In an age of social media, bots, artificial intelligence, digital manipulation of voices and video, hacking, and hijacking of personality—we are experiencing something new. New in good ways of course: We are more connected to one another, our sources of information are broader, and these tools are both a reflection of and have unleashed creativity. But this is new in bad ways too: We are much more vulnerable to being convinced of the truth of something that has no basis.

We should all be disturbed by this. If we cannot establish, test, and agree on facts, our capacity to generate knowledge will be degraded. Nothing less than the values of the Enlightenment are at stake, in my view. But, for now, let me get a little less lofty and talk about the lawyers’ perspective on this.

Those with training in law have special reasons to worry about this threat. The design of all established legal systems reflects serious thought about how facts are to be established and tested. I suspect you all know the phrase “facts are stubborn things,” and the famous story associated with it well illustrates why legal systems are devoted to careful methods by which we must establish facts. The phrase came from the mouth of a lawyer, uttered by the country’s second president, John Adams, 27 years before he was elected president. It was part of his closing argument as he defended a group of British soldiers—a reviled and hated group of soldiers—who were accused of murdering colonists in what we now commonly call the Boston Massacre.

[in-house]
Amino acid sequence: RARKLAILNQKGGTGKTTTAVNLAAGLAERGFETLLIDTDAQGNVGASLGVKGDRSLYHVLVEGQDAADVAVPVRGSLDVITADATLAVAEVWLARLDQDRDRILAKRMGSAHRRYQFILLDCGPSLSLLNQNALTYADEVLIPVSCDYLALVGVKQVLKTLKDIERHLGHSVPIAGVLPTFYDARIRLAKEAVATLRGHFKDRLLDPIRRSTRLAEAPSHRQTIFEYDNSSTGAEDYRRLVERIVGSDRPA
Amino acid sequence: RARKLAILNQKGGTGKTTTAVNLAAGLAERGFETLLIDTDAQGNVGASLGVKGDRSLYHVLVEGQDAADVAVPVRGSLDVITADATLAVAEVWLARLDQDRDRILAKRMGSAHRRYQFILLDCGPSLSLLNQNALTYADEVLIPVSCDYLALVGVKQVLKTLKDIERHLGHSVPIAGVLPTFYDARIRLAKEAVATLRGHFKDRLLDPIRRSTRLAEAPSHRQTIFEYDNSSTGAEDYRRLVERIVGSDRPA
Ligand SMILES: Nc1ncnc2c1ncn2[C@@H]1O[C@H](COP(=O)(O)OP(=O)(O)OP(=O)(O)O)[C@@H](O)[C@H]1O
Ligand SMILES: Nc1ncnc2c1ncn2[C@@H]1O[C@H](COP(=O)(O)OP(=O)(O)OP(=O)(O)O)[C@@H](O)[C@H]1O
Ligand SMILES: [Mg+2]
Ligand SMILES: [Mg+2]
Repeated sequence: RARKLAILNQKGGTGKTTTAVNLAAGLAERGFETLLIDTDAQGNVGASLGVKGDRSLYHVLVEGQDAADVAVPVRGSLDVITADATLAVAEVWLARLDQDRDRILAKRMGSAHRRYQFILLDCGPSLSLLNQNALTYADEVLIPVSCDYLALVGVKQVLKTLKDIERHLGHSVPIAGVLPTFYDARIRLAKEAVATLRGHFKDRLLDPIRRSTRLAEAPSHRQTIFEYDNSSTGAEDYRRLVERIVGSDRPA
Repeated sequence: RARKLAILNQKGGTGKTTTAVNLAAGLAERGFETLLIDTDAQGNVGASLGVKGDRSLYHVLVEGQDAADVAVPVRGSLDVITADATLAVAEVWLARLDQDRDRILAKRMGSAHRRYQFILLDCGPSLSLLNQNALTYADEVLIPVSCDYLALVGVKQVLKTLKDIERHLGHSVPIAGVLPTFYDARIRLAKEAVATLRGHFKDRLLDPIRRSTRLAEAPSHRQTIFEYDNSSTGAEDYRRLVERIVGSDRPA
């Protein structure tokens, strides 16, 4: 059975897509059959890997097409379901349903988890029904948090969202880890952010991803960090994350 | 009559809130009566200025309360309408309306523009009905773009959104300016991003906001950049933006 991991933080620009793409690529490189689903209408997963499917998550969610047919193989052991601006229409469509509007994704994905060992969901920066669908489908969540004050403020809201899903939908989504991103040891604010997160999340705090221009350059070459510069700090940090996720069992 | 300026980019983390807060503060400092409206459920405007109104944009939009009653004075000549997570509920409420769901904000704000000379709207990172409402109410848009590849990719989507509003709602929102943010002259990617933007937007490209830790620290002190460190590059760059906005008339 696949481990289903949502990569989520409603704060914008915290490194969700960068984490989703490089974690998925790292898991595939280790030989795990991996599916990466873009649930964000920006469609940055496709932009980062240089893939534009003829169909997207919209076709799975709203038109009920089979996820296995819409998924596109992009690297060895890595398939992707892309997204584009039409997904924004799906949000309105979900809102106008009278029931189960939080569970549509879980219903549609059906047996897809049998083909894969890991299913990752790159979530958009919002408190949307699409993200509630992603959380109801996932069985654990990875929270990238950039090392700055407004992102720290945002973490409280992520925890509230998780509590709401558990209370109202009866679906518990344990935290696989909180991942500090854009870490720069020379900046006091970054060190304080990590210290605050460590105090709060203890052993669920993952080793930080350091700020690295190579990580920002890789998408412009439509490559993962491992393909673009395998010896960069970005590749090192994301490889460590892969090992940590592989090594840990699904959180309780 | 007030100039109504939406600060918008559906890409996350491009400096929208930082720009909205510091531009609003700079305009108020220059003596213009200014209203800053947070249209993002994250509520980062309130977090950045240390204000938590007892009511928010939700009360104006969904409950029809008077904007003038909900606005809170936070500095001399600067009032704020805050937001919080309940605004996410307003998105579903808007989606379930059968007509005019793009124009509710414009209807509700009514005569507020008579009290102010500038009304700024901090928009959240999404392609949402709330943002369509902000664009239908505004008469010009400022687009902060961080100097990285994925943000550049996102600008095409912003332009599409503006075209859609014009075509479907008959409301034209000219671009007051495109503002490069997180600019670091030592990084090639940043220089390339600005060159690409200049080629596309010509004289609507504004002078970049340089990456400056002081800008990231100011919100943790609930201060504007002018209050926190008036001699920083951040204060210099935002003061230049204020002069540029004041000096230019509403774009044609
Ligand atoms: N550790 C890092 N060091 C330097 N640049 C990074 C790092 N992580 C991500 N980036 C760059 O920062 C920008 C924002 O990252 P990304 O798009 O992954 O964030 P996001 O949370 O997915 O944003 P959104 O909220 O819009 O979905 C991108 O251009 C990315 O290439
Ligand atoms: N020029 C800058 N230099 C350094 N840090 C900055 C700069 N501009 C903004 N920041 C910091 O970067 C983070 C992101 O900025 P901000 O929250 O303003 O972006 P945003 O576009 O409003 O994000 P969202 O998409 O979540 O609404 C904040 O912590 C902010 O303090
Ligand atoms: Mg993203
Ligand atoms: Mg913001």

I suspect you know the story of the Boston Massacre. In David McCullough’s telling, late on the snowy evening of March 5, 1770, a single British sentry was being taunted by a group of colonists. A church bell (which served as a fire alarm) rang and crowds came into the streets, and many came from the waterfront with sticks and clubs. Several hundred gathered around the guard who was then reinforced by eight British soldiers. The soldiers were hit with oyster shells, sticks, trash, and there were cries of “kill them, kill them.” In the chaos, the soldiers opened fire, ultimately killing five men.

Seizing an opportunity, many patriots capitalized on the event to stoke anti-British sentiment. Samuel Adams called the killings “bloody butchery.” Paul Revere, a great propagandist, had a major hand in creating and distributing a famous engraving that depicted the event as a slaughter—with British troops in red coats lined up, in the light of day, opening fire on the colonists.